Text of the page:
British Prime Minister David Cameron has given his support to calls for a "rethink" regarding the £90 ($150, 109 euros) cost of the new replica England football shirt.
The price of the shirt, identical to the one that will be worn by the England team at this June's World Cup finals in Brazil, proved controversial immediately following its launch earlier this week.
Sports minister Helen Grant had already gone on Twitter to say: "On £90 England #football shirts for fans, it's not right. Loyal supporters are the bedrock of our national game - pricing needs a rethink."
And Cameron's spokesman, at a regular media briefing on Wednesday, said: "He does agree with Helen Grant. I'm sure all fans would welcome a rethink."
However, the spokesman added the Government could not order a reduction in price.
"It is a matter for the manufacturers and the FA (England's governing Football Association), but does he (Cameron) agree with Helen Grant that £90 is a great deal of money for a replica shirt? Absolutely.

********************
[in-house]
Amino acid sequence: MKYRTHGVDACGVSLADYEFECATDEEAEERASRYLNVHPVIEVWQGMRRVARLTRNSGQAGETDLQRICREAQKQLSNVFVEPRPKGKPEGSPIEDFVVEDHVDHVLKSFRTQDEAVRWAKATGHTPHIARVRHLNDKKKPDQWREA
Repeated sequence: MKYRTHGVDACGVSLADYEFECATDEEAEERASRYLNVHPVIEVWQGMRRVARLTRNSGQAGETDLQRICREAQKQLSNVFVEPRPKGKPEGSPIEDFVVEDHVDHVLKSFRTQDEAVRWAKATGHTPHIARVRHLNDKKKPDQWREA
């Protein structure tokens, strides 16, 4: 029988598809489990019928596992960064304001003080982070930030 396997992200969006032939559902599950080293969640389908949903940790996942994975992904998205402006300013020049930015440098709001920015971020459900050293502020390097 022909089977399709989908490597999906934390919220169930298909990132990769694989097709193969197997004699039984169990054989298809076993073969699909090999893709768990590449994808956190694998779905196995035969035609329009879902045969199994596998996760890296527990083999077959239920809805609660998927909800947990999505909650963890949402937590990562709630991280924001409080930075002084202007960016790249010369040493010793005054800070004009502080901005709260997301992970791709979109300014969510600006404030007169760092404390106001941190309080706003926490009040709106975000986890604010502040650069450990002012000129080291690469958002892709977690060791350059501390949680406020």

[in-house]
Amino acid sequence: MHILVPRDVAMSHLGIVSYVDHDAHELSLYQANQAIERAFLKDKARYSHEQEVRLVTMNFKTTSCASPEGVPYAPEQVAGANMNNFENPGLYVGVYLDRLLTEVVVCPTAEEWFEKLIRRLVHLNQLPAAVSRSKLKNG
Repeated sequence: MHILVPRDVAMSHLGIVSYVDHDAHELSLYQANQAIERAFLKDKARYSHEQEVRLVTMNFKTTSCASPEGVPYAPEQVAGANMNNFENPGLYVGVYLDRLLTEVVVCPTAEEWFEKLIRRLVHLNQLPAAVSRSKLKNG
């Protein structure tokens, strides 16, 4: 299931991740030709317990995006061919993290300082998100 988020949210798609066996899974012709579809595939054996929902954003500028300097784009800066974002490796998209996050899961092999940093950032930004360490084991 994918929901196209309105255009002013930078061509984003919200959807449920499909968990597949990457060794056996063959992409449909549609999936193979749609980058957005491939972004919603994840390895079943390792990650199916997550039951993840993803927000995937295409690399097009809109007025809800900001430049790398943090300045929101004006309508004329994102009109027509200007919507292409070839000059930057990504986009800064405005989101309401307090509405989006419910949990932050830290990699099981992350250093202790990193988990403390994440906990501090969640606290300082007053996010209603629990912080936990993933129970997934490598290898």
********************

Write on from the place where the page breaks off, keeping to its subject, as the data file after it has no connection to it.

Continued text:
"Would a rethink by the manufacturer be welcomed by all fans? I'm sure that would be the case."
An adult 'stadium' England shirt is priced at £60, while shirts for children aged between eight and 15 cost £42 with mini-kits priced at £40.
The previous Nike kit had only been available since last May -- for a mere seven England matches -- after the company took over from rival manufacturer Umbro.
This week the FA issued a statement insisting it had never interfered with its kit suppliers when it came to the issue of pricing replica strips.
"The FA is a not-for-profit organisation that puts £100 million back into the game every year. It is through relationships with partners such as Nike that we are able to maintain that level of investment in football," the statement said.